DOWN . .. BUT LOADS OF NEW, FALL-WINTER MERCHANDISE AT
PRICS YOU CAN'T AFFORD TO PASS UP.

i

Bargains
Galore!

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. "" i .' 4r: A... .+.fi::Sii r! SS : 4irT:rUi :ti 4::%":Y." "'.": s.": {:.r:itititiri:'r.".r:tiff{::ir:"."v.:}"::::R:".Svvre".".v::::.":".."rr*.r:r:: r,: ^,rib,:,'le:: ":; .r4:r:r::+.:":"Y.": j+. }:Y.{ ".4.::"."."X{v "" :.' : :Si .,a. . : r? .... \..' ..

Corduroy FALL SUITS.

*

mmwm

*

*

Regularly Priced $16.95
Sizes 9 to 15.1888
A Terrific Value

BLOUSES

Regular to $7.95
Wool, Cotton and Crepes.
New Fall-Winter colors--
Selected styles you ad-
mire. Sizes 32 to 36.

3 88

Regular to $3.95
Including Cottons and
Crepes.
Not every style in every
size, but a good selection.
Sizes 32 to 36.

259.

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's
-.,

AI

11

L

BIEFS 1

REGULAR $1.25 NYLON
White only - Small, Medium and Large -
What a Value!

39c

ON THE WAY--John Adams, Grad., runs out-going mail through
the stamping machine, as Jack Mortensen checks envelopes and
Charles McDonnell keeps score.

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Harvard Blasts ROTC Comic
Books As Under College Level

Buy and Sell Through Daily Classifieds

The Army is aiming too low, or
so Harvard thinks.
Col. Charles Summerall, head of
Reserve Officers Training Corps at
Select Ensian Pies
Now, Seniors Told
Ai seniors and graduates who
have had their 'Ensian pictures
taken are urged to return their
proofs, immediately, according
to Joe Heinlein, 'Ensian pro-
motion manager.
The Ensian office will be open
for picture selections from 9:30 to
5 pam. and from 7 to 9 p.m. today
through Friday.
Any appointments for re-sittings
must be made immediately, Hein-
lein said. The photographers will
charge one dollar extra for these.
Abacus To Race
Modern Calculatoi-
A race between a modern busi-
ness machine and the standard
calculating instrument of the or-
ient, the abacus, will be a feature
of the 5th annual Business Ma-
chine Show of the. business ad-
ministration school to be held
Thursday and Friday.
Elton Suh, business administra-
tion student from Seoul, Korea,
will demonstrate how to use an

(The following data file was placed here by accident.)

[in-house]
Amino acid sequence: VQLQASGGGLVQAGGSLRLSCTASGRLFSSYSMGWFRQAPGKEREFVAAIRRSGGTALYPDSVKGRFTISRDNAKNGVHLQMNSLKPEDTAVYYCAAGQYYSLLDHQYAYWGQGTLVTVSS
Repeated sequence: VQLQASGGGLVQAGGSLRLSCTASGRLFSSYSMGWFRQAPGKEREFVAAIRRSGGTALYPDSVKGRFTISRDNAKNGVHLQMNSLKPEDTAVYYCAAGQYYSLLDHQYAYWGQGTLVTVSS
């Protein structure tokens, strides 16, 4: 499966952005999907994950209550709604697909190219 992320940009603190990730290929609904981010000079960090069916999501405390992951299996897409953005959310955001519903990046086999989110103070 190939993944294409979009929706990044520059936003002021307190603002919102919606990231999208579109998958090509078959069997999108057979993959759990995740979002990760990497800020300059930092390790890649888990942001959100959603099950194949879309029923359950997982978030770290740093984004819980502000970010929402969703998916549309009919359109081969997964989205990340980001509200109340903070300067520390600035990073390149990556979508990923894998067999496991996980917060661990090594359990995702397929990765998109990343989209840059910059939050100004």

abacus.
Suh issued a challenge to all of
the 21 companies exhibiting ma-
chines to pit their products against
his abacus in a race to calculate
figures in the shortest time.

Harvard has declined to distribute
syme 1,000 "comic books" furnish-
ed by the U.S. Army to interest
Harvard freshmen in ROTC.
COL. SUMMERALL termed the
books "below the intellectual level
of college students."
The 14 page pamphlet, entitled
"Time of Decision," depicts a be-
wildered, - friendless freshmen
who finds social success, person-
ality developmentiand valuable
life-long training in the ROTC.
Col. Charles Wiegand of the Un-
iversity ROTC agreed with Har-
vard's Col. Summerall.
"The books have some value at
the high school level," he ' said,
''and that's where we use them in
this area. We have not distributed
them -to our college men since I
have been here, but there were
some given out during orientation
week."
"1 think comic books should
be below the level of college stu-
dents, if they aren't now," he
concluded.'
Phil Daykin, '50E, a ROTC sen-
ior, said, "The advantages of the
program speak for themselves-I
was going to join before I came to
college, and I made the decision
without any comic books."

A
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What a Deal!

A COMPLETE
LUNCHEON

44c

* * * at * *
MILLER'S
CAFETERIA
211 South State

rte Make a datea
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with Beauty...
STolook smart this semester
Get a head start on beauty,
Call today
for an appointment.O
OS&aer P Ieau1y Shop
601 EAST LIBERTY
bac~aoaosooama >o a~oc~cyomoc0

I

'f
a _

Wool Jersey,
Wool Gabardin
16 and 9 to 1
buys at

Corduroy and
ie. Sizes 10 to
5. Wonderful

REGULAR to $10,95,

Selected group of Corduroy,
styles and Fall-Winter colors.

REGULAR to $5.95

I$

SKIRTS

Sizes 10 to .16 and 9 to

15.

5 88

3$88

I

i

CORDUROY JACKETS-

4.'
1iI

-1

REGULAR $10.75 JACKET
Smart new styles to compliment your
Fall-Winter Wardrobe. Red, Green, and
Brown. Sizes to 15.

588

4

1 0

I

iRiitfe

.Y:tfr?{:+ :, : .'..riCvS"°,r%:A . {::"a ....'....a...: ..s*:' :.v a...n, ....':....S., ..r.......,JE::}... n...a h f~:,..nl a.. R."?4... t

iiiI

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Ladies'
Figure Skates
AN OUTSTANDING ASSORTMENT AT -

i
., !J
o
;; ,
,; 3....

Sil

J4

LEA-

IANC

Y

This Season's Dress, Sport and Casual Shoes
from regular stock slashed!

I

books by
EMILE DURKHEIM
Rules of
Sociological Method. . .2.50
Division of Labor.....4.00

9 95
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16 5
19 95

IJOaIquije
REG TO 14.95
8.88

)acequelhe
REG TO 10.95
7.88

C'Oknke
REG TO 7.95
5.88

Ili

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Also.. MEN'S HOCKEY SKATES ..'at..

ALL SIZES BUT NOT IN EVERY STYLE

Elementary Forms
Religious Life. . . .

of
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ergA

-0 A- m

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G1Li:a

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III1 / &" 11lo-P Ij s i 0)t

11

®